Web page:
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The Moral Status of the Near-Term Fetus
Continuing a dialogue begun in an earlier issue of the
An Introduction to Philosophical Medical Ethics: The Arthur Case
The application of moral theory to decisions involving medical ethics is illustrated by the 1981 case in which a British pediatrician, Dr. Leonard Arthur, was acquitted of attempted murder for prescribing dihydrocodeine ...
In one of a series of articles on philosophical medical ethics, Gillon examines problems associated with the term "rights." He focuses first on the distinction between legal and institutional rights on the one hand and moral ...
Kicking Against the Pricks: Two Patients Wish to End Essential Insulin Treatment
Two clinical cases are presented for ethical analysis: one involves a 33-year old prisoner, hospitalized in a diabetic coma, who accepted insulin in the hospital but had attempted suicide in prison and indicated that he ...
Ordinary and Extraordinary Means
The Roman Catholic doctrine of ordinary and extraordinary means in patient care decisions is the subject of this essay in Gillon's series on medical ethics. He briefly traces the Church history of this doctrine, which holds ...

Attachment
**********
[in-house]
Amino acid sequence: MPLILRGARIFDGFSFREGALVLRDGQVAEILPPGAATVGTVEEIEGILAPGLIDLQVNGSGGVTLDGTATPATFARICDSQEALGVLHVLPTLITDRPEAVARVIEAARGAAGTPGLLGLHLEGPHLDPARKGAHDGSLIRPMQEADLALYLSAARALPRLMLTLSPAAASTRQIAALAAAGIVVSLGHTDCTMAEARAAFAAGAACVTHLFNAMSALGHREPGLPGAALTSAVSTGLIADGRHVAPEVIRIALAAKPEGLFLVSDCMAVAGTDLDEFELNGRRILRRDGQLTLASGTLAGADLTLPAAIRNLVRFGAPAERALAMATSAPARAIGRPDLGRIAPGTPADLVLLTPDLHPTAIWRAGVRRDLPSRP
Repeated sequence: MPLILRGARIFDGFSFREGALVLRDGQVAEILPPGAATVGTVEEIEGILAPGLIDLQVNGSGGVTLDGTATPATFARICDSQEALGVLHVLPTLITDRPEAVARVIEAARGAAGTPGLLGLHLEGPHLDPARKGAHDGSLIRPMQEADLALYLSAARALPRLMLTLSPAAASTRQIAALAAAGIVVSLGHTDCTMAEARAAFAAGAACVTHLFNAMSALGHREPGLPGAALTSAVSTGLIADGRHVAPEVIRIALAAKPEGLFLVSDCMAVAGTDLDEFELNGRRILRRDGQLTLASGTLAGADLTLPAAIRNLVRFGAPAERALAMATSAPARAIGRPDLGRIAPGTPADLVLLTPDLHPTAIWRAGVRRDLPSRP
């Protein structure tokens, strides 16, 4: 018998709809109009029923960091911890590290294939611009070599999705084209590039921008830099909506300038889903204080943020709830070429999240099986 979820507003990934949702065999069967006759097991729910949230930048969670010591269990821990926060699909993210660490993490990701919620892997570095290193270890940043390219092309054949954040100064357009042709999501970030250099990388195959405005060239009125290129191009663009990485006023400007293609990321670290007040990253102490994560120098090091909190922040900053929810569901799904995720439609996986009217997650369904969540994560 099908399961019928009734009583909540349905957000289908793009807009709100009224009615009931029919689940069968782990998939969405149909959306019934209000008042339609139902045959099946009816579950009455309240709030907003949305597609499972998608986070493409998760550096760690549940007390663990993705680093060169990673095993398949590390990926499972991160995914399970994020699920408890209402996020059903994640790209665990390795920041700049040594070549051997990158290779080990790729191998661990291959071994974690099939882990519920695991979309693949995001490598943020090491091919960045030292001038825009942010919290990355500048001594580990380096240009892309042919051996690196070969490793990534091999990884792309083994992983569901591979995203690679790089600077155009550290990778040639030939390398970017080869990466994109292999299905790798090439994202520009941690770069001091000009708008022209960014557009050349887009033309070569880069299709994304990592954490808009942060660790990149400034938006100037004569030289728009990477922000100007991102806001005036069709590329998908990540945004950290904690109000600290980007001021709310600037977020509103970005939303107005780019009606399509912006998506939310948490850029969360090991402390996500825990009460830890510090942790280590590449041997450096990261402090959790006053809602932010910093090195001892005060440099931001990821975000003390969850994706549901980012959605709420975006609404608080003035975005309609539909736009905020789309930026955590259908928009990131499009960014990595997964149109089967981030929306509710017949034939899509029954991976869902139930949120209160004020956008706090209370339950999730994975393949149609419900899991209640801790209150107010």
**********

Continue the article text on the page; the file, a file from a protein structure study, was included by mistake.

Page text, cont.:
Conclusion: The Arthur Case Revisited
Justice and Allocation of Medical Resources
In one of a series of short articles on philosophical medical ethics, Gillon examines the principle of justice as it applies to adjudicating competing claims for the distribution of scarce medical resources. He describes ...
Paternalism and Medical Ethics
In one of a series of articles on philosophical medical ethics, Gillon considers various moral arguments in support of medical paternalism. He maintains that the utilitarian principle of maximizing happiness by improving ...
To What Do We Have Moral Obligations and Why? II
Following up on his 1 June 1985 article on moral obligations to living human beings versus other sentient beings, Gillon focuses on arguments for and against prohuman "speciesism," the claim that "viability" is a justifiable ...